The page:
Improving walking ability and ankle brachial pressure indices in symptomatic peripheral vascular disease with intermittent pneumatic foot compression: a prospective controlled study with one-year follow-up.J Vasc Surg. 2000 Apr; 31(4):650-61.JV
Intermittent pneumatic foot compression (IPC(foot)) augments arterial leg inflow. It has been suggested that prolonged use of impulse leg compression at home might ameliorate claudication caused by peripheral vascular disease by improving collateral circulation. The purpose of this study was to determine the effect of IPC(foot) treatment on claudication distance and arterial hemodynamics in patients with intermittent claudication caused by peripheral vascular disease.
Thirty-seven patients with stable intermittent claudication were admitted to this prospective controlled study. Of these, 25 patients received IPC(foot) (>4 hr/d) for 4.5 months (group 1), and the other 12 patients acted as control patients (group 2). Both groups were advised to exercise unsupervised for a minimum of 1 hour daily and received aspirin (75 mg/d). Groups were matched for age, sex, risk factors, claudication distances, and ankle pressures at baseline. In each patient, initial claudication distance (ICD), absolute claudication distance (ACD), resting ankle brachial index (r-ABI), ankle brachial pressure index after exercise (p-eABI), and popliteal artery volume flow were measured at day 0, 2 weeks, and 1, 2, 3, and 4.5 months. On completion of the treatment period (4.5 months), both groups continued with aspirin (75 mg/d) and unsupervised exercise and were re-examined after 12 months. Data analysis is based on nonparametric statistics, the Wilcoxon signed ranks test, and the Mann-Whitney test for intragroup and intergroup comparisons, respectively. Results are expressed as median and interquartile ranges.
Over the 4.5 months of active treatment, (1) median ICD in group 1 increased by 146% (P <.001), from 78 m (interquartile range, 65-102 m) at baseline to 191.5 m (interquartile range, 127-254 m); ICD did not significantly increase in group 2; (2) median ACD in group 1 improved by 106% (P <.001), from 124 m (interquartile range, 100-160 m) to 255 m (interquartile range, 149-398 m); no significant changes were documented in group 2; (3) median r-ABI in group 1 rose by 18% (P <.001), from 0.57 (interquartile range, 0.48-0.62) to 0.67 (interquartile range, 0.64-0.70); no improvement was noted in group 2; (4) median p-eABI in group 1 rose by 110% (P <.001), from 0.21 (interquartile range, 0.07-0.27) to 0.44 (interquartile range, 0. 36-0.52); no changes were noted in group 2; and (5) median popliteal artery volume flow in group 1 improved by 36% (P <.001), from 100 mL/min (interquartile range, 59-163 mL/min) to 136 mL/min (interquartile range, 99.5-173.4 mL/min); no significant changes were found in group 2. At 4.5 months, ICD, ACD, r-ABI, and p-eABI in group 1 were all significantly better than those in group 2 (P <.01). Twelve months' posttreatment, walking ability and ABIs in group 1 were not statistically different from those at 4.5 months and remained significantly better than those of control subjects.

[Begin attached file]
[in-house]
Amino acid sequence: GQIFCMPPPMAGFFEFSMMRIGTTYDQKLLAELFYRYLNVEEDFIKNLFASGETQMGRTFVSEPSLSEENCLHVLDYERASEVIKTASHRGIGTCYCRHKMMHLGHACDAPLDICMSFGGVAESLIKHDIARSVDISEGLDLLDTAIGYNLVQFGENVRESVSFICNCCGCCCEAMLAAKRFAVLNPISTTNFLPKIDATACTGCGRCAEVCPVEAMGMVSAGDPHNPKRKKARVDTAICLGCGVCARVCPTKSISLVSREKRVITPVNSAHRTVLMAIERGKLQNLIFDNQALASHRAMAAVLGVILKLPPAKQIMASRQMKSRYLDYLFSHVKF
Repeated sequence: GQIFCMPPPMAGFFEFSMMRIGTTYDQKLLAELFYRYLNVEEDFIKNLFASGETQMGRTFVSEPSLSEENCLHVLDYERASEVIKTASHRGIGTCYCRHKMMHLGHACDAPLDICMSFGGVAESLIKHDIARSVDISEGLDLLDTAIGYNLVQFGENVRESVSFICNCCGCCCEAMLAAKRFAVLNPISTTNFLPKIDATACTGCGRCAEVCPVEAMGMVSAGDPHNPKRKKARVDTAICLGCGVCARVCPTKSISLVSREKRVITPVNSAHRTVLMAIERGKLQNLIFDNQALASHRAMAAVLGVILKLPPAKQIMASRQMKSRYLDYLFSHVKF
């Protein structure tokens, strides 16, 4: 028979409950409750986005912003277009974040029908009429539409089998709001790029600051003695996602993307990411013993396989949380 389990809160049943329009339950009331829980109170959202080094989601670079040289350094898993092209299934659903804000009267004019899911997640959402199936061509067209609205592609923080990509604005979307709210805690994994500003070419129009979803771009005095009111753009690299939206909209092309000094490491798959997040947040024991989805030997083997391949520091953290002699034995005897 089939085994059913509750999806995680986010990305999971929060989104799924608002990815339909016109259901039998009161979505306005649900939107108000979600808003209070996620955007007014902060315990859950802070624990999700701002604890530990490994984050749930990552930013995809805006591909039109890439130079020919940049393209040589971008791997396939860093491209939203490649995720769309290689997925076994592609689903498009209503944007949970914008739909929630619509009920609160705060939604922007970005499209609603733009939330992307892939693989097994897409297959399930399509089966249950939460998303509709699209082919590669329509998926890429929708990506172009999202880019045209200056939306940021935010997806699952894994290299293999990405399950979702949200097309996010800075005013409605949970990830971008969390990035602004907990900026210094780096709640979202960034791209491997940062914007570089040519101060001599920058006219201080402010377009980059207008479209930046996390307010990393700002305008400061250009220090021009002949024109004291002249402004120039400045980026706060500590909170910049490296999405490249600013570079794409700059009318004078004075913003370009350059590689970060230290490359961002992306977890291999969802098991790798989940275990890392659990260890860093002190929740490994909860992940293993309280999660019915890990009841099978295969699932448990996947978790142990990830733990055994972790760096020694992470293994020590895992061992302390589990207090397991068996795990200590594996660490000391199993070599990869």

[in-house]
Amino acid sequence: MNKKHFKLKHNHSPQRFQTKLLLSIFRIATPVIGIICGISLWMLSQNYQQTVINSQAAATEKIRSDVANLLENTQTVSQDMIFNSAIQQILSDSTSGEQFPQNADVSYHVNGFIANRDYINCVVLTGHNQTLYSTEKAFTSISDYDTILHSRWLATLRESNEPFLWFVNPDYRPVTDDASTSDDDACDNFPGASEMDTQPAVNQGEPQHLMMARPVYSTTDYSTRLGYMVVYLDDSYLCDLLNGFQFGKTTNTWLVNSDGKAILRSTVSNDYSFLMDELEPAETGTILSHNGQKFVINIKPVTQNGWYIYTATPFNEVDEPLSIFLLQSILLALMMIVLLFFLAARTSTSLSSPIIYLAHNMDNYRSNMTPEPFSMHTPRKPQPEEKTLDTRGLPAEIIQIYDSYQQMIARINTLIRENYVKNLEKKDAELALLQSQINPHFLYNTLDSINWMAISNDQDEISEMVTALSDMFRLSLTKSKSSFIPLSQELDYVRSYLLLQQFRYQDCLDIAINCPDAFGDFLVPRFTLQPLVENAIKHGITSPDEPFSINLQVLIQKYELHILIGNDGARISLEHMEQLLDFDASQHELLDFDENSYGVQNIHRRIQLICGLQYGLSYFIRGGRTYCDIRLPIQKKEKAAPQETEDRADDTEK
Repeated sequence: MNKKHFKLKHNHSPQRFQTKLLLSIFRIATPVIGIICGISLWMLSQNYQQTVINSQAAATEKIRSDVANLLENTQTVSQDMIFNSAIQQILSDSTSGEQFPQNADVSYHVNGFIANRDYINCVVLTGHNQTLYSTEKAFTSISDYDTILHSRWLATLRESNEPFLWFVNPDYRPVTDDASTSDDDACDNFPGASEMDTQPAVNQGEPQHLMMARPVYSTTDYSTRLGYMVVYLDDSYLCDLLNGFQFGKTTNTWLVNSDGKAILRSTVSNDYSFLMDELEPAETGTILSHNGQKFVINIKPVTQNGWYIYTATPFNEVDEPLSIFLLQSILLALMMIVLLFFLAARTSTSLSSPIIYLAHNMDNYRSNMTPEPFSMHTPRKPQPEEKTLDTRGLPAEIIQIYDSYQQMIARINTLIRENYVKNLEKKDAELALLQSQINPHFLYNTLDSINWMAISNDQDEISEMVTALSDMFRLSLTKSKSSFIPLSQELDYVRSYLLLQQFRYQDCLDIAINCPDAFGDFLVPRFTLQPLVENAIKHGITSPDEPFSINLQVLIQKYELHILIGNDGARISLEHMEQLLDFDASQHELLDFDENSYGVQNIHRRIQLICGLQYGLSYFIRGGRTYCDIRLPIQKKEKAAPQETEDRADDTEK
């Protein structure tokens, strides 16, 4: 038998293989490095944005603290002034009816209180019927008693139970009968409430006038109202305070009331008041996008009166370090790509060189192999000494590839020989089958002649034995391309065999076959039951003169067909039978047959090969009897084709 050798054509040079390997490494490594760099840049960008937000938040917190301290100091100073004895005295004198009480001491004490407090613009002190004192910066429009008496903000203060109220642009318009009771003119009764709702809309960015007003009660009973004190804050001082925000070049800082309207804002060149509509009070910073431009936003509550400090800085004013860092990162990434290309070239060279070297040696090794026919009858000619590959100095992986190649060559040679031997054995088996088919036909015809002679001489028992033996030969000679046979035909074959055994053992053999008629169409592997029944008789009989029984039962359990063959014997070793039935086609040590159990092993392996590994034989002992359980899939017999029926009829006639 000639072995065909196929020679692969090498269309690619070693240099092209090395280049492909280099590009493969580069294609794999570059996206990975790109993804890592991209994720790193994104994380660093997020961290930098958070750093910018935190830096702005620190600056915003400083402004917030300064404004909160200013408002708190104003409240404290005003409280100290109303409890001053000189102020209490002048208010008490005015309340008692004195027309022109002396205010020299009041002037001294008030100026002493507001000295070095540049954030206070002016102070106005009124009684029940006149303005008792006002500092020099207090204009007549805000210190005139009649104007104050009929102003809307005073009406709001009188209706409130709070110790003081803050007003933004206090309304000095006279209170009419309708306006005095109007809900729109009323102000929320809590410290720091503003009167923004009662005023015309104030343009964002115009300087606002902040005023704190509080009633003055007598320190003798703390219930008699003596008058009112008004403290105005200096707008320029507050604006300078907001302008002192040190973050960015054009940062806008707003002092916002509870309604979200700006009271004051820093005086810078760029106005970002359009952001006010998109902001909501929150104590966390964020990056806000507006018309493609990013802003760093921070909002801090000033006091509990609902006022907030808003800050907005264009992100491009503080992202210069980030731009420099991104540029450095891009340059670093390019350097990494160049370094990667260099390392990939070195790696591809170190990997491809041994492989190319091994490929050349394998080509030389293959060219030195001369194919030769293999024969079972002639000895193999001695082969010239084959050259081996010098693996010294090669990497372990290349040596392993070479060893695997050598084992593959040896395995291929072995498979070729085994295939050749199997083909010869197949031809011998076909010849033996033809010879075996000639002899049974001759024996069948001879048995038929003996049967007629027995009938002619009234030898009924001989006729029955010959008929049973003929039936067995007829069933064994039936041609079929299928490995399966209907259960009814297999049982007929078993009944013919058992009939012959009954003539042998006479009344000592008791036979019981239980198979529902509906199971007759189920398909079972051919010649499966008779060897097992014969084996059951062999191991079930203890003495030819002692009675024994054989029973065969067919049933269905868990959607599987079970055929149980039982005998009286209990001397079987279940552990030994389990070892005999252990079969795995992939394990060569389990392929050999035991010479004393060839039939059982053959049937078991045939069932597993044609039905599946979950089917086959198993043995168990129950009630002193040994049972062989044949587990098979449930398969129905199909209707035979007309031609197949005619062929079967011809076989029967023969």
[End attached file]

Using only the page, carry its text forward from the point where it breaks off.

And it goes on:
Intermittent pneumatic foot compression used at home for 4.5 months increases claudication distance by over 100%. Associated increases in r-ABI by 18%, p-eABI by 110%, and arterial calf inflow by 36% suggest an improved collateral circulation. Maximum benefit seems to be offered over the initial 3 months. Treatment benefits are maintained 1 year after treatment. A multicenter study is indicated to quantify actual benefits and to demonstrate cost effectiveness.